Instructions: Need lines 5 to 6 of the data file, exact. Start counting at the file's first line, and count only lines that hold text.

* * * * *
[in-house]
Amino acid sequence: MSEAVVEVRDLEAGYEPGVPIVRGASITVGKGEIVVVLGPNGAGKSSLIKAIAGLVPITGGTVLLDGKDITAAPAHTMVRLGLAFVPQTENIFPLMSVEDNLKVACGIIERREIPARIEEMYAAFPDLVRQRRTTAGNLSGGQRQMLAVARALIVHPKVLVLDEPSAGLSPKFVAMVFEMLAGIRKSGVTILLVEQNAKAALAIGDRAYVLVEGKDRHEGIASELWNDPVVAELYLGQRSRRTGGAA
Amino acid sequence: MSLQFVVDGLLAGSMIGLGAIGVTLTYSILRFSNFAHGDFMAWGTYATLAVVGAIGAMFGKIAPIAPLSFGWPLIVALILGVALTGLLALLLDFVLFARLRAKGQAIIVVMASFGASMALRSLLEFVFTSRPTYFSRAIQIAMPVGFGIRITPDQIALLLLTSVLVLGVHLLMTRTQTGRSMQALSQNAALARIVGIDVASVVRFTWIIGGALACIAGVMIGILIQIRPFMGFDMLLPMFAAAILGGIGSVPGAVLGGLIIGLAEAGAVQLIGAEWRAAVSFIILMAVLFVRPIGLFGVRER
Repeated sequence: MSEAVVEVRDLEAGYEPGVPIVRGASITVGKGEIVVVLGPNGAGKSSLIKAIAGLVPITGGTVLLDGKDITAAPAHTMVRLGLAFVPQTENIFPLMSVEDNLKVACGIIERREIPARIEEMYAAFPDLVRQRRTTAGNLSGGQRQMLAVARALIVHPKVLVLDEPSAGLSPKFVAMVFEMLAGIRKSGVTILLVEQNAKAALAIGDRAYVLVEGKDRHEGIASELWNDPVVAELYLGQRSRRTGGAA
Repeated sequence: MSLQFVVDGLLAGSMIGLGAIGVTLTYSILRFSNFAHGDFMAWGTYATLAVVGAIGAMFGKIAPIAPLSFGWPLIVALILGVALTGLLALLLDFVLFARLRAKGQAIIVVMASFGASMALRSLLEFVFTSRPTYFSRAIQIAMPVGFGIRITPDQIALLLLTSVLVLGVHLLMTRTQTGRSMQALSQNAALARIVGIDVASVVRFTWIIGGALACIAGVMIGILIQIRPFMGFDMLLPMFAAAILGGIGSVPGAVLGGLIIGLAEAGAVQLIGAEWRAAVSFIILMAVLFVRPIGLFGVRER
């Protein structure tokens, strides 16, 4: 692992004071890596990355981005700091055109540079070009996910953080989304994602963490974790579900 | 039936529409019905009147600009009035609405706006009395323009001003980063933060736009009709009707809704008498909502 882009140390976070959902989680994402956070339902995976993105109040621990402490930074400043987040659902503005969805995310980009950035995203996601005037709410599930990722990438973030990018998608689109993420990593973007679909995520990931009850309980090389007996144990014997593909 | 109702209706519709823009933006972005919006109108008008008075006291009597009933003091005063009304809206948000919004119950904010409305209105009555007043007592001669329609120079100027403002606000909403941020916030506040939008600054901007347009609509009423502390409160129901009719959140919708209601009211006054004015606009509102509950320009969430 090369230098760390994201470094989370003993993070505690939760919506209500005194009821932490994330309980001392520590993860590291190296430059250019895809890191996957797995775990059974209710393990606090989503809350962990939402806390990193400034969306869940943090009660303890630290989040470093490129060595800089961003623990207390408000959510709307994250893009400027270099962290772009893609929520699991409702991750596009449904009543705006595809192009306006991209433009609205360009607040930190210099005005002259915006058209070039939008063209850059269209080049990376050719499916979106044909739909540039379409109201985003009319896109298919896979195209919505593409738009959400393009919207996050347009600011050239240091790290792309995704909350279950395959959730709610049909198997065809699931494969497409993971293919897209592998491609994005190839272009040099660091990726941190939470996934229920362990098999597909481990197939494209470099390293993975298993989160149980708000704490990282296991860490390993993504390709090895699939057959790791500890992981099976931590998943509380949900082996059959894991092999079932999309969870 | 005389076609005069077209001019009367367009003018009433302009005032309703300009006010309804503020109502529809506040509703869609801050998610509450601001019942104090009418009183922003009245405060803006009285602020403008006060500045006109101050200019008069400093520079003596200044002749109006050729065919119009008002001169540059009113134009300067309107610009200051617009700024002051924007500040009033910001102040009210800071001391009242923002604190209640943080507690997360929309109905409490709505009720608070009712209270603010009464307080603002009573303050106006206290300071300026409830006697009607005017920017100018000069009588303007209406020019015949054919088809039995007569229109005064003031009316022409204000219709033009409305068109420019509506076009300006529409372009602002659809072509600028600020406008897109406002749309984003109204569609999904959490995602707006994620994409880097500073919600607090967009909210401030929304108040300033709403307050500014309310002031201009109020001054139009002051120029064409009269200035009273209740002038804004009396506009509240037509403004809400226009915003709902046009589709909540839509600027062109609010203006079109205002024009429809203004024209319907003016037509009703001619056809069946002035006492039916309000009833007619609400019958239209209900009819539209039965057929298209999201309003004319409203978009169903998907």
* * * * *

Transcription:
Repeated sequence: MSLQFVVDGLLAGSMIGLGAIGVTLTYSILRFSNFAHGDFMAWGTYATLAVVGAIGAMFGKIAPIAPLSFGWPLIVALILGVALTGLLALLLDFVLFARLRAKGQAIIVVMASFGASMALRSLLEFVFTSRPTYFSRAIQIAMPVGFGIRITPDQIALLLLTSVLVLGVHLLMTRTQTGRSMQALSQNAALARIVGIDVASVVRFTWIIGGALACIAGVMIGILIQIRPFMGFDMLLPMFAAAILGGIGSVPGAVLGGLIIGLAEAGAVQLIGAEWRAAVSFIILMAVLFVRPIGLFGVRER
């Protein structure tokens, strides 16, 4: 692992004071890596990355981005700091055109540079070009996910953080989304994602963490974790579900 | 039936529409019905009147600009009035609405706006009395323009001003980063933060736009009709009707809704008498909502 882009140390976070959902989680994402956070339902995976993105109040621990402490930074400043987040659902503005969805995310980009950035995203996601005037709410599930990722990438973030990018998608689109993420990593973007679909995520990931009850309980090389007996144990014997593909 | 109702209706519709823009933006972005919006109108008008008075006291009597009933003091005063009304809206948000919004119950904010409305209105009555007043007592001669329609120079100027403002606000909403941020916030506040939008600054901007347009609509009423502390409160129901009719959140919708209601009211006054004015606009509102509950320009969430 090369230098760390994201470094989370003993993070505690939760919506209500005194009821932490994330309980001392520590993860590291190296430059250019895809890191996957797995775990059974209710393990606090989503809350962990939402806390990193400034969306869940943090009660303890630290989040470093490129060595800089961003623990207390408000959510709307994250893009400027270099962290772009893609929520699991409702991750596009449904009543705006595809192009306006991209433009609205360009607040930190210099005005002259915006058209070039939008063209850059269209080049990376050719499916979106044909739909540039379409109201985003009319896109298919896979195209919505593409738009959400393009919207996050347009600011050239240091790290792309995704909350279950395959959730709610049909198997065809699931494969497409993971293919897209592998491609994005190839272009040099660091990726941190939470996934229920362990098999597909481990197939494209470099390293993975298993989160149980708000704490990282296991860490390993993504390709090895699939057959790791500890992981099976931590998943509380949900082996059959894991092999079932999309969870 | 005389076609005069077209001019009367367009003018009433302009005032309703300009006010309804503020109502529809506040509703869609801050998610509450601001019942104090009418009183922003009245405060803006009285602020403008006060500045006109101050200019008069400093520079003596200044002749109006050729065919119009008002001169540059009113134009300067309107610009200051617009700024002051924007500040009033910001102040009210800071001391009242923002604190209640943080507690997360929309109905409490709505009720608070009712209270603010009464307080603002009573303050106006206290300071300026409830006697009607005017920017100018000069009588303007209406020019015949054919088809039995007569229109005064003031009316022409204000219709033009409305068109420019509506076009300006529409372009602002659809072509600028600020406008897109406002749309984003109204569609999904959490995602707006994620994409880097500073919600607090967009909210401030929304108040300033709403307050500014309310002031201009109020001054139009002051120029064409009269200035009273209740002038804004009396506009509240037509403004809400226009915003709902046009589709909540839509600027062109609010203006079109205002024009429809203004024209319907003016037509009703001619056809069946002035006492039916309000009833007619609400019958239209209900009819539209039965057929298209999201309003004319409203978009169903998907």